BALDWIN: OK. Gentlemen, thank you both so much. We have some news from president Trump. Moments ago, declaring the opioid epidemic in this country a national emergency. We'll talk to our chief medical correspondent Dr. Sanjay Gupta on this, what this means for so many people desperately in need of help, next.
(BEGIN VIDEO CLIP) TRUMP: The opioid crisis is an emergency. I'm saying officially right now it is an emergency. It's a national emergency. We're going to spend a lot of time, a lot of effort and a lot of money on the opioid crisis. We're going to draw it up and we're going to make it a national emergency. It is a serious problem. The likes of which we have never had.
(END VIDEO CLIP)
BALDWIN: President Trump there moments ago. Saying his administration is working to declare the opioid crisis a national emergency in this country. Let's go to Sanjay Gupta with what this really means for the Americans who are dealing with this.
DR. SANJAY GUPTA, CNN CHIEF MEDICAL CORRESPONDENT: Well, you know, part of this is he's saying that this is going to happen, there's going to be some real specifics as I think you're alluding to, going to be important around this. What does this mean for the millions of people who are currently addicted. Just a couple days ago, you remember, Brooke, he said, look, the best strategy is to never have people get addicted in the first place. Which makes sense but there are millions of people who are currently addicted. The question is what's this going to mean for those people?
[15:50:00] Is there going to be more resources available for those people? Is there going to be different types of therapy to help treat their addictions available for those people? Are there going to be medications to help reverse overdoses, you know, because people are dying from this. Is there a way to increase the resources to try to prevent those deaths? You just heard this -- I just heard the same thing you did, Brooke, obviously not a lot of details in that. Those are some of the things people are looking for when discussing this opioid crisis as a national emergency.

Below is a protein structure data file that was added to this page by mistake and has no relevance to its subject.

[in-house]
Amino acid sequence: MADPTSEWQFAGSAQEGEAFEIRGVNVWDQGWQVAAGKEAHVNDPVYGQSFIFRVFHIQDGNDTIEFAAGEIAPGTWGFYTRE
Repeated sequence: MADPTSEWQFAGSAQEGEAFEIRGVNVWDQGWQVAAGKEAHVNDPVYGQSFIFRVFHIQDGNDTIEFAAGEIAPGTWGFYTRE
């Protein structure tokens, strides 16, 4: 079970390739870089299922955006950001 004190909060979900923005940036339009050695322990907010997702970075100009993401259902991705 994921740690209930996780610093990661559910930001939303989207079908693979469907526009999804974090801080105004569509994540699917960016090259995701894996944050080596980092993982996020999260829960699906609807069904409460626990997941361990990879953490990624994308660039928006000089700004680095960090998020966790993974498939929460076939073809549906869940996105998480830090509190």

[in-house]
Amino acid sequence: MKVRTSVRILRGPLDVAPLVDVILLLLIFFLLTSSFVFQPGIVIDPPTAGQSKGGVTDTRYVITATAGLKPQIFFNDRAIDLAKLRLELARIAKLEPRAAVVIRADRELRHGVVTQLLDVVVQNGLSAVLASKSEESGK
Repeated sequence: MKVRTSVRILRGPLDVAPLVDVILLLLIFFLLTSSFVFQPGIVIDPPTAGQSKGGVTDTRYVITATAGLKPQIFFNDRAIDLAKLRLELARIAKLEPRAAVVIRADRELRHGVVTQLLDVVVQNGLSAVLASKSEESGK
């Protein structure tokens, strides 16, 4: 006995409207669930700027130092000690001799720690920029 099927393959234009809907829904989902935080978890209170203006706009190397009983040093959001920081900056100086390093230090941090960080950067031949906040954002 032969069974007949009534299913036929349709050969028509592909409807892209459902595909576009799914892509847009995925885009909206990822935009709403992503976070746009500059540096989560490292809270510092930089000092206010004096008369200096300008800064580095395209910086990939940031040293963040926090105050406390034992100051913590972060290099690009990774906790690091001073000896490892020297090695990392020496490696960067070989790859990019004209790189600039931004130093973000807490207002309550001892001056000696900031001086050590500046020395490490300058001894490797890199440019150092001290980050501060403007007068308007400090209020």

BALDWIN: Poppy Harlow's been doing all this great reporting on people who have been dealing with this. You can check out her stuff, go to CNN.com/hooked. Sanjay, thank you so much.
President Trump also tripling down on his criticism of Republicans after the failure of his health care bill. Many in the party agree. I recently met with five conservatives at the Tick Tock Diner in Clifton, New Jersey here is a report of our conversation.
BALDWIN: A show of hands, who thinks President Trump has done a solid job the first six months. So, like, four. What's his biggest win, biggest accomplishment so far?
NICOLE COLLINS, TRUMP VOTER: I would say the biggest win that he's brought to the table has been the actual conversation about repeal and replace of health care. I think our system is broken, and I think it's important that he's bringing the conversation back to the table as someone who's willing to take action, and that I appreciate.
BALDWIN: Marco, what about you? Biggest win so far? MARCO KEPI, TRUMP VOTER: I think he's been able to keep so far all of
his promises. He's had some hurdles, for example, with the travel ban. The judges kept blocking it and stuff like that. Same thing with the health care repeal. He said he's going to repeat it and replace it. He's been fighting for that so hard. It's been an adjustment for him going from a businessman to a politician so he's adjusting in that aspect.
BALDWIN: Katie, what's the biggest accomplishment so far?
KATIE HEPBURN, TRUMP VOTER: Consumer confidence. You can't argue how great our stock market is doing and I think people feel it.
BALDWIN: You think President Trump has brought the markets to where they are?